Monday, October 26, 2020

Review: Flesh Eater (Houndstooth #1) by Travis Riddle

Flesh Eater (Houndstooth #1) by Travis Riddle
Publication Date: October 27th, 2020
Paperback/Ebook. 418 pages

About Flesh Eater:

"Branded as a Flesh Eater, Coal is on the run from Palace Stingers: soldiers tasked with tracking down those who have consumed flesh and locking them away in specialized prisons. 

After a year of avoiding capture and struggling to scrape by working odd jobs for a local crime lord, Coal is growing desperate. He learns of someone in the city's underbelly who can erase his record, but her services don't come cheap. 

Seeing no other option, he enters a spiderback race with a grand prize valuable enough to pay for his fresh start. But he's not the only one after the prize, and Coal is about to find out exactly how far he's willing to go to win."

Travis Riddle is one of those special authors that seems to be able to write a pretty wide variety of styles of stories and somehow manages to make each one become something truly exceptional that I (and it seems, many others readers as well) am able to connect with effortlessly. Flesh Eater is Riddle's first endeavor into a fantasy series and it is easy to say that it's off to a brilliant start. 

Flesh Eater is a story of a fox named Coal who has been on the run for years as a result of breaking a crime that is particularly offensive to the land in which he lives, which has labeled him as a Flesh Eater. Coal has spent years attempting to stay out of sight of authorities, and in Flesh Eater he finally stumbles upon a chance to fully free himself from this (attachment), but in order to do so he has to undertake some fairly arduous events to get him there. 

Before getting to anything else, I first want to say how much I love the world-building in Flesh Eater. Everything about this world is full of ideas, excitement, and imaginative elements that just feel so comforting and exciting to me at the same time. One of Riddle's strong world-building elements is that this is a world with animal characters, such as our protagonist the fox, in addition to rabbits, beavers, birds, as well as racing spiders--as in, spiders that essentially take the place of how we ride horses, and Riddle pulled off these animal characters perfectly. It was always obvious that the characters weren't human because of his descriptions and ways of describing certain actions, but it also felt extremely natural. I would occasionally get that movie Zootopia popping up into my head and picturing those types of animals mixed with Redwall-style, though of course there were plenty of differences that set these apart.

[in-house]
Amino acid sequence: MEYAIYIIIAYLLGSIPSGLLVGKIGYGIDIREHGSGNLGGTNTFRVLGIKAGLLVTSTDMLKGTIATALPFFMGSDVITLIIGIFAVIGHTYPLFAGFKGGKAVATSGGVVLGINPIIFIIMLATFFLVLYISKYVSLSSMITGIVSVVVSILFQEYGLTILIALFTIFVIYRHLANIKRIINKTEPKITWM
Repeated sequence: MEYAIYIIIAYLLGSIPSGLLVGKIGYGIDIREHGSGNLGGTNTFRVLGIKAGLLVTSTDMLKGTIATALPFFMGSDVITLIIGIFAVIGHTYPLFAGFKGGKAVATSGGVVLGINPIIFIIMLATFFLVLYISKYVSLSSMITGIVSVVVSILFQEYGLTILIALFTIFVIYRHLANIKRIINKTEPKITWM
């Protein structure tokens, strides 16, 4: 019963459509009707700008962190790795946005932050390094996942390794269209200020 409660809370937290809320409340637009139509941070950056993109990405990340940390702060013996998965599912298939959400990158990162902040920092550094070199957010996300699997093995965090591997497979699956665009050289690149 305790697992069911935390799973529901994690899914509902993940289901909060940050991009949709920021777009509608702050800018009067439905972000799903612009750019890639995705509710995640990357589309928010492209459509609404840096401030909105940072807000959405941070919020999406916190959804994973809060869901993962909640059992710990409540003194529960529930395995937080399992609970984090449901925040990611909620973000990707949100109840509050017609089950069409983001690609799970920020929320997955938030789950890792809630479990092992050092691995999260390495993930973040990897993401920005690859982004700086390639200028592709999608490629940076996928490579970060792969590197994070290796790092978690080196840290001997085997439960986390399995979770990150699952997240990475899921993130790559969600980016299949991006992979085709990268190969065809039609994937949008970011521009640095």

In addition to the characters, Riddle has also crafted an expansive world with a wide and varied set of lands and cultures that we get to see and hear occasional glimpses of in this book, but that also leaves so much more to explore in future books. One of my favorite things about fantasy series is getting to see the world expand in subsequent books, so I have high hopes that that will happens in the sequel. I also loved all the small components that combine to craft a well-developed world, such as discussion of hobbies of different characters, origins, the different crime lords--all of these worked together to craft an overflowing world.  And one last world-building component that always stands out to me is when an author develops the food, and Riddle certainly does that. A lot of this food is bug-based because eating meat isn't really a thing anymore, but Riddle's truly exquisite descriptions of those food items still sounded incredible. In fact, there are a lot of scenes where different types of food are described in a pretty extensive amount of detail, and I really enjoyed those scenes because it helped to add this small layer of detail that really cemented the world-building.